Notifications come through to your phone or smartwatch swiftly. The rich alerts on Android are the absolute best because you get a small close up of the person and can expand the notification to see a few frames of the video. With the iPhone, you must touch and hold the notification to see the subject highlighted. That’s usually enough to identify them and decide whether you need to tap through to watch the video. Tapping takes you straight into the Arlo app and plays back the video close to instantly.
The Arlo app has changed recently, so it may take a beat to set it up the way you want. It was generally quick and reliable, consistently loading the live feed in around four seconds. Occasionally, such as when I was away from home, connected via a mobile network, it took a little longer. You can also filter your video feed by event type (motion, people, vehicle, animal, package, and a few more). And you can favorite, share, or download videos from the cloud.
There is support for Google Assistant, Amazon Alexa, IFTTT, and Samsung SmartThings out of the box. The live feed was usually quick to load with a voice command on my Nest Hub. If you want to use Apple’s HomeKit, you must buy an Arlo Base Station, and you need an Apple home hub and an iCloud+ subscription to use HomeKit Secure Video.
Audio is often a weak spot for security cameras, and microphones tend to distort sound, especially if your camera is in a windy spot, but the Arlo Pro 5 is as good as I’ve heard. Two-way audio is duplex, enabling you to talk and listen simultaneously. Lag can sometimes cause problems with conversations.
Downsides and Competition
Accessing all the best features and 30-day cloud storage requires an Arlo Secure subscription, which starts at $5 per month for a single camera or $4 per month ($48) if you pay annually. If you aren’t willing to subscribe, look at alternative cameras. I would not recommend the Arlo Pro 5 without an Arlo Secure subscription.
There is a removable battery inside the Arlo Pro 5, and you can buy extras and a charging station, but they’re expensive. It annoys me that Arlo uses a proprietary charging cable. It attaches magnetically to the bottom of the camera, but I’d prefer a USB-C port in the battery itself. Cables can go missing. If you’re anything like me, hunting through your cable box to find the right one can take a while.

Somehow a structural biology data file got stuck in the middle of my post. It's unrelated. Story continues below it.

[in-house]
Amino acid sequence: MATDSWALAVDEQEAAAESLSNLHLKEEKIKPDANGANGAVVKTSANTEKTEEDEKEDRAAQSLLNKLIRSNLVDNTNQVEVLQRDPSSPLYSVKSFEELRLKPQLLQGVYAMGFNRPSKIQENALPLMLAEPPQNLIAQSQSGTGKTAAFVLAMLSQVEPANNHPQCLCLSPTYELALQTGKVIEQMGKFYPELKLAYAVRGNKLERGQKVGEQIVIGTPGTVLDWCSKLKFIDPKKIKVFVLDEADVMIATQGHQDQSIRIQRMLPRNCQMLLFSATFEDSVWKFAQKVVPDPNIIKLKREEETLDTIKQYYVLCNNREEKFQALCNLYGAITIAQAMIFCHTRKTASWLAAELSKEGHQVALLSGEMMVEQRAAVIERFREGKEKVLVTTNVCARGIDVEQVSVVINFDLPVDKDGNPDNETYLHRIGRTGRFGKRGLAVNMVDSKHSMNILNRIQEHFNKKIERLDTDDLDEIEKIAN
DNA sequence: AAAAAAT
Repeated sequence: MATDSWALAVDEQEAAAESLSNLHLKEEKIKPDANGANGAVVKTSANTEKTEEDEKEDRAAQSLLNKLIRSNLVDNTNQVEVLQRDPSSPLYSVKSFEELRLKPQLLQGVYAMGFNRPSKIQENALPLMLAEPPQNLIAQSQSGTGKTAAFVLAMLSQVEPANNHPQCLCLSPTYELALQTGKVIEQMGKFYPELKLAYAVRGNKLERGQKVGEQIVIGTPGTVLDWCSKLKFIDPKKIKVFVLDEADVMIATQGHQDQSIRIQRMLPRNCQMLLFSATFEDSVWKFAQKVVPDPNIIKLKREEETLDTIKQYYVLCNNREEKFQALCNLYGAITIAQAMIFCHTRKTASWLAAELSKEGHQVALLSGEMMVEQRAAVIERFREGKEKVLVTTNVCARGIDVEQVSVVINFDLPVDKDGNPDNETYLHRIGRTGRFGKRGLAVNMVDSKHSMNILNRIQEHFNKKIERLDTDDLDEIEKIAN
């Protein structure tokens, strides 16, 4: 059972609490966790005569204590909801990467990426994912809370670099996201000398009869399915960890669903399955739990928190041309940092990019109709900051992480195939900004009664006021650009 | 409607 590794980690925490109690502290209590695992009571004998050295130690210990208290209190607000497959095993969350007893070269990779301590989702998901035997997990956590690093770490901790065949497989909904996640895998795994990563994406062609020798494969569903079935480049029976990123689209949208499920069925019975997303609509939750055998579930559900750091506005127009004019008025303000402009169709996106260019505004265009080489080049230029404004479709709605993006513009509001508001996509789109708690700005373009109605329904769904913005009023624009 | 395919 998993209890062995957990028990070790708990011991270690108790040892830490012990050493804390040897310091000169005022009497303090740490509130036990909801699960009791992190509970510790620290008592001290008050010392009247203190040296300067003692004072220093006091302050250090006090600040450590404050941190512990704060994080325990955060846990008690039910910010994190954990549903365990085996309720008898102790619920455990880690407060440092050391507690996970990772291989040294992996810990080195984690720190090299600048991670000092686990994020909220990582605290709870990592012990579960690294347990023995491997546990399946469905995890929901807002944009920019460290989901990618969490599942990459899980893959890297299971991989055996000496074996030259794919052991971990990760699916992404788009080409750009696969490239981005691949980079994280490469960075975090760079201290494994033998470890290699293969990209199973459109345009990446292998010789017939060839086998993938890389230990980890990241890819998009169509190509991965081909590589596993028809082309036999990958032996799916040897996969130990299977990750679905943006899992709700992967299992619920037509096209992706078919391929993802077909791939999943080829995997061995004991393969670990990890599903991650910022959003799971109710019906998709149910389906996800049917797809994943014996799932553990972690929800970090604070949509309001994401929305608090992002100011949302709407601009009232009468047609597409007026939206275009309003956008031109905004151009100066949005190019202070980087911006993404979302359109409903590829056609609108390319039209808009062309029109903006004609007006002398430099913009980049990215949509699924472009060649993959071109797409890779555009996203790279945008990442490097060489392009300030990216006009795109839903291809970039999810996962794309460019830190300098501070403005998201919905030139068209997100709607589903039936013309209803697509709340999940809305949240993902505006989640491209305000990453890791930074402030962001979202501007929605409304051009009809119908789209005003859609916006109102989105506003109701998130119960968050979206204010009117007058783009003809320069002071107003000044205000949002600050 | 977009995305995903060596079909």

Battery life seems slightly better than the Pro 4, but Arlo’s claim that the Pro 5 can go up to eight months between charges is a stretch. It all depends on the camera settings and how busy your chosen spot is, but three to four months is more realistic for most folks.
The only other security camera that performed as consistently well as the Arlo Pro 5 in my testing was Google’s Nest Cam Outdoor. For rich notifications, accurate detection, and minimal false positives, nothing else measures up. The Nest Cam is similarly priced and also requires a subscription, but it tops out at 1080p resolution, has a narrower field of view, and can’t match the color night vision of the Arlo. One area where Google’s camera does come out on top is frame rate: It records video at up to 30 frames per second compared to 24 for the Arlo. A higher frame rate reduces pixelation or blur on fast-moving subjects.
If you want the best, you may consider jumping up to 4K, and there are a few options, including Arlo’s Ultra 2. But beware: Wireless 4K cameras require plentiful bandwidth and storage space. If your budget is lower or you prefer local storage, you can find alternatives in our best outdoor security cameras guide. But the Arlo Pro 5 is the camera to beat right now.